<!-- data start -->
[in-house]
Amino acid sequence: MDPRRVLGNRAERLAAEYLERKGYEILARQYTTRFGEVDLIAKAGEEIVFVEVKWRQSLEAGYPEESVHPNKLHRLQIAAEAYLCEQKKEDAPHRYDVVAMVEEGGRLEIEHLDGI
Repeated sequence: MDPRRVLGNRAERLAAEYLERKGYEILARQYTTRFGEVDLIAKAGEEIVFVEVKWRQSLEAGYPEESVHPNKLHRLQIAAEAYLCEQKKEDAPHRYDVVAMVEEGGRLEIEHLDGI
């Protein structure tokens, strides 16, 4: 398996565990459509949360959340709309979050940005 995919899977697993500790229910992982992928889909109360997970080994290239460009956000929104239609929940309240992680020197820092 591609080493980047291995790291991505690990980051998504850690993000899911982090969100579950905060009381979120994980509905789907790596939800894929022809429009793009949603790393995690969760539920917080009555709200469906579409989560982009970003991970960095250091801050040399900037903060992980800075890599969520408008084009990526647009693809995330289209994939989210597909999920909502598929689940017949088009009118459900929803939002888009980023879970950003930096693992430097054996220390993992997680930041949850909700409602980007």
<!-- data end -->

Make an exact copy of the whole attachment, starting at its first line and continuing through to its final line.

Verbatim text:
[in-house]
Amino acid sequence: MDPRRVLGNRAERLAAEYLERKGYEILARQYTTRFGEVDLIAKAGEEIVFVEVKWRQSLEAGYPEESVHPNKLHRLQIAAEAYLCEQKKEDAPHRYDVVAMVEEGGRLEIEHLDGI
Repeated sequence: MDPRRVLGNRAERLAAEYLERKGYEILARQYTTRFGEVDLIAKAGEEIVFVEVKWRQSLEAGYPEESVHPNKLHRLQIAAEAYLCEQKKEDAPHRYDVVAMVEEGGRLEIEHLDGI
């Protein structure tokens, strides 16, 4: 398996565990459509949360959340709309979050940005 995919899977697993500790229910992982992928889909109360997970080994290239460009956000929104239609929940309240992680020197820092 591609080493980047291995790291991505690990980051998504850690993000899911982090969100579950905060009381979120994980509905789907790596939800894929022809429009793009949603790393995690969760539920917080009555709200469906579409989560982009970003991970960095250091801050040399900037903060992980800075890599969520408008084009990526647009693809995330289209994939989210597909999920909502598929689940017949088009009118459900929803939002888009980023879970950003930096693992430097054996220390993992997680930041949850909700409602980007």